Guest Post – Jonny Rankin Talking #1: Livermere

jonny rankin

Nature is brutally awesome…


I watched a Great Black-backed Gull eat a Mallard alive today.

It was a tremendous display of power from a brute bird and exhilarating to watch. Witnessing this gory bit of behaviour was almost as rewarding as finding a scarce bird on patch. It was removing chunks of flesh at the same time as the Mallard was swimming away! I mean you don’t see that everyday do you?

I made a short video for your pleasure, be sure to play with the sound up:




Whilst this Mallard in particular met a pretty torturous end don’t worry too much, there are another 9,999 left!

No, really. My local patch is Livermere, adjacent to Great Livermere village in West Suffolk. It is managed primarily for shoots: duck, goose, pheasant, partridge and even deer. I spoke with the game keeper yesterday and there are literally 10,000 Mallard present, largely comprised of released birds to stock up the mere ahead of the shooting season which will start on the 1st September.

Despite the intensive management for game, Livermere has a pretty outstanding track record for rare and scarce birds. This weekend alone I have found Wood Sandpiper and Black-necked Grebe. Both great passage birds anywhere in Suffolk, but particularly so far inland. So, despite the primary function of shooting, the released birds and the resulting ecological impacts, Livermere remains a great birding spot. Perhaps a little hard work at times but always unpredictable: mid shooting season last year, on 2nd December a Grey Phalarope turned up. It didn’t even leave with the morning wildfowl shoot!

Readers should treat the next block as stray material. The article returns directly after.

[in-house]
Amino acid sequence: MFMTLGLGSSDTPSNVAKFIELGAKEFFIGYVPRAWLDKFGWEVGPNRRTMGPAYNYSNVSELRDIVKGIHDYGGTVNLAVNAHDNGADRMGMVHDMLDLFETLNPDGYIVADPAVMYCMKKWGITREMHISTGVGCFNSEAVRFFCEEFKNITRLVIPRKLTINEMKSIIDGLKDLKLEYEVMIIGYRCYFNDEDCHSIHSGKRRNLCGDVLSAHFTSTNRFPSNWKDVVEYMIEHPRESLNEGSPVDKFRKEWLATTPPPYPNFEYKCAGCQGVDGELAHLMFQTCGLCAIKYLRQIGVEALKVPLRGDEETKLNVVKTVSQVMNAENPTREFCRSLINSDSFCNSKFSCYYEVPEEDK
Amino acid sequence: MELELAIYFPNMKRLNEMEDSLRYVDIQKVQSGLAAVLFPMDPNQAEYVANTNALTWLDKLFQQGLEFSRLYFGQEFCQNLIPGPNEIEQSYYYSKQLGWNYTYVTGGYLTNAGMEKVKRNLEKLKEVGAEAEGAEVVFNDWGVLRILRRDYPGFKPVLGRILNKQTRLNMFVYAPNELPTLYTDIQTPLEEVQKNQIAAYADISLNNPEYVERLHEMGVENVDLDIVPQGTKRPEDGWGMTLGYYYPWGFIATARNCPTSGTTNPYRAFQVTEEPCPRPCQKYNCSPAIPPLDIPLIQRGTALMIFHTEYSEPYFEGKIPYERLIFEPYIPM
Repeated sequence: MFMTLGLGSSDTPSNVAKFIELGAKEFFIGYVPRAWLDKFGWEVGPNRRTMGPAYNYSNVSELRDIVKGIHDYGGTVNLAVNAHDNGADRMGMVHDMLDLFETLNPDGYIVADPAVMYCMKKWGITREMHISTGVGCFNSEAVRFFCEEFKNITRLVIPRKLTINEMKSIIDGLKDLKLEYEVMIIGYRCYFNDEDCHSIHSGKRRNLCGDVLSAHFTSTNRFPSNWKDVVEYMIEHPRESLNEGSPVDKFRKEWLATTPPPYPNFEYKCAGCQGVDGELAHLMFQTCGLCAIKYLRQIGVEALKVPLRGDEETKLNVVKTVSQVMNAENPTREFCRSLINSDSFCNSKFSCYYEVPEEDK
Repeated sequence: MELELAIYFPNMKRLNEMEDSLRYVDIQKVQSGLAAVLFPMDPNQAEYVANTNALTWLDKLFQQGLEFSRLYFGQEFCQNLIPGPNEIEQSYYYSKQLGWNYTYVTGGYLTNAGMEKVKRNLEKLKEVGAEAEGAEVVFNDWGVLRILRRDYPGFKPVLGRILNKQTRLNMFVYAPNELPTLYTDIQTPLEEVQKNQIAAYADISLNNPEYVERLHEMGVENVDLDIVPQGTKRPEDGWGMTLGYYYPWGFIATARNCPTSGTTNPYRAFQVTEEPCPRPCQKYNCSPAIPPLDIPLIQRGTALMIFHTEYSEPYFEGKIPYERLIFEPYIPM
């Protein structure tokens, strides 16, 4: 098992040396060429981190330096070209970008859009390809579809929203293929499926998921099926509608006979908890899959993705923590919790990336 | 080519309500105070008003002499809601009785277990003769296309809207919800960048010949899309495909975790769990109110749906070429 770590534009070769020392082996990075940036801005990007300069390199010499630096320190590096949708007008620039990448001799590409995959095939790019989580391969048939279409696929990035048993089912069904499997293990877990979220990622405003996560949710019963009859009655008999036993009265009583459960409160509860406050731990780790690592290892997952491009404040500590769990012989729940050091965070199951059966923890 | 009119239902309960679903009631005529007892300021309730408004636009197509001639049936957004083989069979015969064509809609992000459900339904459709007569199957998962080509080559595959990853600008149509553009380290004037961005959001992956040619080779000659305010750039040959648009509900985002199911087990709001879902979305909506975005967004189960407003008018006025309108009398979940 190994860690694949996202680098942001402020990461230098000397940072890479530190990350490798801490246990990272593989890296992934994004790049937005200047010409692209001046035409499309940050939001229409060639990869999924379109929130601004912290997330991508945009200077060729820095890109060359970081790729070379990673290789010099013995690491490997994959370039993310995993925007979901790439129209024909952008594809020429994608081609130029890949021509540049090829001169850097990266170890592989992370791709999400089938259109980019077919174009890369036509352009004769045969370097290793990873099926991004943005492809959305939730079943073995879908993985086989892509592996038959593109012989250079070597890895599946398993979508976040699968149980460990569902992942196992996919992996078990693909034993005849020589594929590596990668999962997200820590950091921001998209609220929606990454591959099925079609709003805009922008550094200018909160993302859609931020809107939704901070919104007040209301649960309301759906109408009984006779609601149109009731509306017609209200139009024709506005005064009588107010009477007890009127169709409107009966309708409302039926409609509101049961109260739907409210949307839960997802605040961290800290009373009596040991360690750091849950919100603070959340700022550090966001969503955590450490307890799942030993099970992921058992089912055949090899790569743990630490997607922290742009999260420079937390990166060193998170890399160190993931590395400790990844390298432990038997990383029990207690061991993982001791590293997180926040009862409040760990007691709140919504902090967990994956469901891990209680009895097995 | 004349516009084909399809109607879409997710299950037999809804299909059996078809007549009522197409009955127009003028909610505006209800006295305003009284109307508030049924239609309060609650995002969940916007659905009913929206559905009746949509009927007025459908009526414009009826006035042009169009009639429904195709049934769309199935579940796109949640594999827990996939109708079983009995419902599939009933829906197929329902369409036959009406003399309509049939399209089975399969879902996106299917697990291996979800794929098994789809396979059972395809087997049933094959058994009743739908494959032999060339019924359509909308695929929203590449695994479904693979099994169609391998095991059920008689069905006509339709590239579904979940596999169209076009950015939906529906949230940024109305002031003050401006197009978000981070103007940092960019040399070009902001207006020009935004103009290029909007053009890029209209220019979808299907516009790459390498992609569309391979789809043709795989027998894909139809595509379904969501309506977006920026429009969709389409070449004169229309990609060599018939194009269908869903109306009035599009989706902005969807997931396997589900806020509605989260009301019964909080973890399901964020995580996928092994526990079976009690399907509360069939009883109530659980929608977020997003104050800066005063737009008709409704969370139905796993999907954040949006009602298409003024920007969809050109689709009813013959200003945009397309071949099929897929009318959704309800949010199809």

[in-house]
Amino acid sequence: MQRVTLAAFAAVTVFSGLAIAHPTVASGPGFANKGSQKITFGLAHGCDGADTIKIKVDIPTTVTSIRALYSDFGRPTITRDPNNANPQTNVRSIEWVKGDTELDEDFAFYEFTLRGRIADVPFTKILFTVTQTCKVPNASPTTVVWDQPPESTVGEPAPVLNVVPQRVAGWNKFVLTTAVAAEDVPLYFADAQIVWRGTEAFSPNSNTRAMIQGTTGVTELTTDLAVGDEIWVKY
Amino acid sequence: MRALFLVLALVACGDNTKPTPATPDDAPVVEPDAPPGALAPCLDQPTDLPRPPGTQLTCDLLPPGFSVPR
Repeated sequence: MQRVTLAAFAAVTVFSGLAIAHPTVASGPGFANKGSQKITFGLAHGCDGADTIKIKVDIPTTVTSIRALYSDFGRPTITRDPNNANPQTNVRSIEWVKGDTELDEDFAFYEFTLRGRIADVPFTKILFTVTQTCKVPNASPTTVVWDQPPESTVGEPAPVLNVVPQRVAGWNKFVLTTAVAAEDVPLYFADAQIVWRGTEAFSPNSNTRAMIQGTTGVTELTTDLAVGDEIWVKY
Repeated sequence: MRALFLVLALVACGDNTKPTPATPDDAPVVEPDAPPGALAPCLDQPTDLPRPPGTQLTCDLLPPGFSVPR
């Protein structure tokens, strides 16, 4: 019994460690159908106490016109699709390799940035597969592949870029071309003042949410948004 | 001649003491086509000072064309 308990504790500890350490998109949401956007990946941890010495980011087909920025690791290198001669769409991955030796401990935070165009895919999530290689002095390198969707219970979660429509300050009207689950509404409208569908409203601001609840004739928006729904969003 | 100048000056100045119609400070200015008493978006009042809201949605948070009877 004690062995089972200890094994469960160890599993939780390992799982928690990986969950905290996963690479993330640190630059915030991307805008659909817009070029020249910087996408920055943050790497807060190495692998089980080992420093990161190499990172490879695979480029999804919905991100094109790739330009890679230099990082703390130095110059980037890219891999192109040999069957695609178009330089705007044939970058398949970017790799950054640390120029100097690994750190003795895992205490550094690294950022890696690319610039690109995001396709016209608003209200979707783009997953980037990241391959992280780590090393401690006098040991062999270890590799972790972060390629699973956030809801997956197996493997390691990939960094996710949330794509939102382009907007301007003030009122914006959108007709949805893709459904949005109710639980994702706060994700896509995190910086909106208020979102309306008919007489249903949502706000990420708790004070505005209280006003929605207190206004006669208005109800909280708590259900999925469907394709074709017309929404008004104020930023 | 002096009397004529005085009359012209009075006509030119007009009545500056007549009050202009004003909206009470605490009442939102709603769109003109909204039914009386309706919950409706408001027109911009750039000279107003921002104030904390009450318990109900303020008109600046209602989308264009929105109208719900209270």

In summary some birds benefit from the shooting management of the estate – but perhaps not as many as if it was managed for wildlife.

But where does that leave me?

I love visiting, I’ll chat with the gamekeeper, and I enjoy the birds. Am I hypocritical because I find it cruel that Mallard are released en masse to be shot, and I worry about the resulting lead shot poisoning the food chain?

Is it even worse that I would eat a Pheasant or Mallard?

I think it probably is. However, it is surely more worrying that they both need to be released in such huge numbers to meet punter demand? And the use of leaded munitions seems unforgivable if any alternative is available.

Back in January during the Foot It challenge I walked through the estate during a Saturday shoot. It was mental. Deer were fleeing in all directions, all the Buzzards were circling over their respective coverts, and pheasant were literally raining out of the sky. The only small mercy was that the game cover and high quality feed put out for the shoot meant I year-ticked Yellowhammer and Brambling amidst the Blitzkrieg!

This experience coincided with me watching Gunsmoke and Mirrors having seen it linked from Talking Naturally. It really shocked me and led me to question my diet, my championing of Livermere, and also any action I could take.



http://vimeo.com/45496168